Wednesday, December 29, 2010


I've recently become very interested in finding out more about my strengths. Through my work I was able to attend Landmark Forum and begin to think more deeply about my life. As a dietitian I am always striving to eat healthy, as a former athlete and active individual I am always striving to improve my physical performance, as someone who practices yoga I am always working on inner peace. It seems that many of the choices I make are aimed at being the best me I can be! I am the person who applies sunscreen so I don't burn, who goes to bed when I'm tired - I make a lot of choices to try to be a healthy me. I feel that this also involves my mind. I read a lot of nutrition books, I read some books for fun, but I also read personal development books. I've been reading more about management lately too.

At the Landmark Forum we had to think about our strong suits - the person we are without even thinking about it. This was an interesting realization, because I knew right away that one of mine would be my competitive nature. I always hear stories about being competitive as a child, I know that I hate to lose, and I also know that it helped me through my great athletic career. When I came home from the Forum, I read First Break All the Rules by Marcus Buckingham and Curt Coffman. The theme of the book is more on management and learning the strengths of the people around you. The idea that I like is that the book focuses on developing an individual's strengths, rather than focusing on weaknesses the way we tend to.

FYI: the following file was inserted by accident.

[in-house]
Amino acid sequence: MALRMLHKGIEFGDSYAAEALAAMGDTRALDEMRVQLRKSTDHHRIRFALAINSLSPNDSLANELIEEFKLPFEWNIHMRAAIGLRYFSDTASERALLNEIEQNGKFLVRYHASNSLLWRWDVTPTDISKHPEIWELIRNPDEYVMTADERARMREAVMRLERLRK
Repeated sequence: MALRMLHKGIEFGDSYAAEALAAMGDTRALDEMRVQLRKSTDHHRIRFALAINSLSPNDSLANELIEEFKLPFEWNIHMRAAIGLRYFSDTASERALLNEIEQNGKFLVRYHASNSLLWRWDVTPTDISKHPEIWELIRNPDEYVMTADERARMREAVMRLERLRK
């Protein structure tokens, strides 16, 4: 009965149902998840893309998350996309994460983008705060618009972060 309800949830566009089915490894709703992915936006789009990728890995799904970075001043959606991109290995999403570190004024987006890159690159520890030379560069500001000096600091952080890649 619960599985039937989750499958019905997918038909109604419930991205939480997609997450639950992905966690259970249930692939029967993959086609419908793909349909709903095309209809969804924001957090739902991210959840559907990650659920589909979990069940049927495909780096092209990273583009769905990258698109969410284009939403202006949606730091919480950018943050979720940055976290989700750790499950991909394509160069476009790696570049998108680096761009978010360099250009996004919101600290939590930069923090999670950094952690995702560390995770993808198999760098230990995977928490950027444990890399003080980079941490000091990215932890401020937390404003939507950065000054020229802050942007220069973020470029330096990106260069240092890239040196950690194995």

I then went on to complete StrengthsFinder 2.0 by Tom Rath to find out my own strengths. As mentioned earlier, one of my top five talents was competition! Then in order to better understand my strengths I started and am currently reading Now Discover Your Strengths by Marcus Buckingham and Donald Clifton. I enjoyed learning my strengths so much that I gave StrengthsFinder 2.0 as a Christmas gift this year. It seems to me that the more I know about myself, such as my strengths, the more I can continue to develop myself in a successful way.

This is the time of year when many people start setting resolutions. I've never been much for resolutions and as a dietitian I would rather see people set SMART goals as opposed to resolutions that often just set them up for failure. I think along with the theme of a new year and a better me/you, it would be a great idea to do some personal development. Maybe you aren't interested in your strengths, but what are you interested in? Take time to become a better you as you prepare for 2011!

Steph Wheler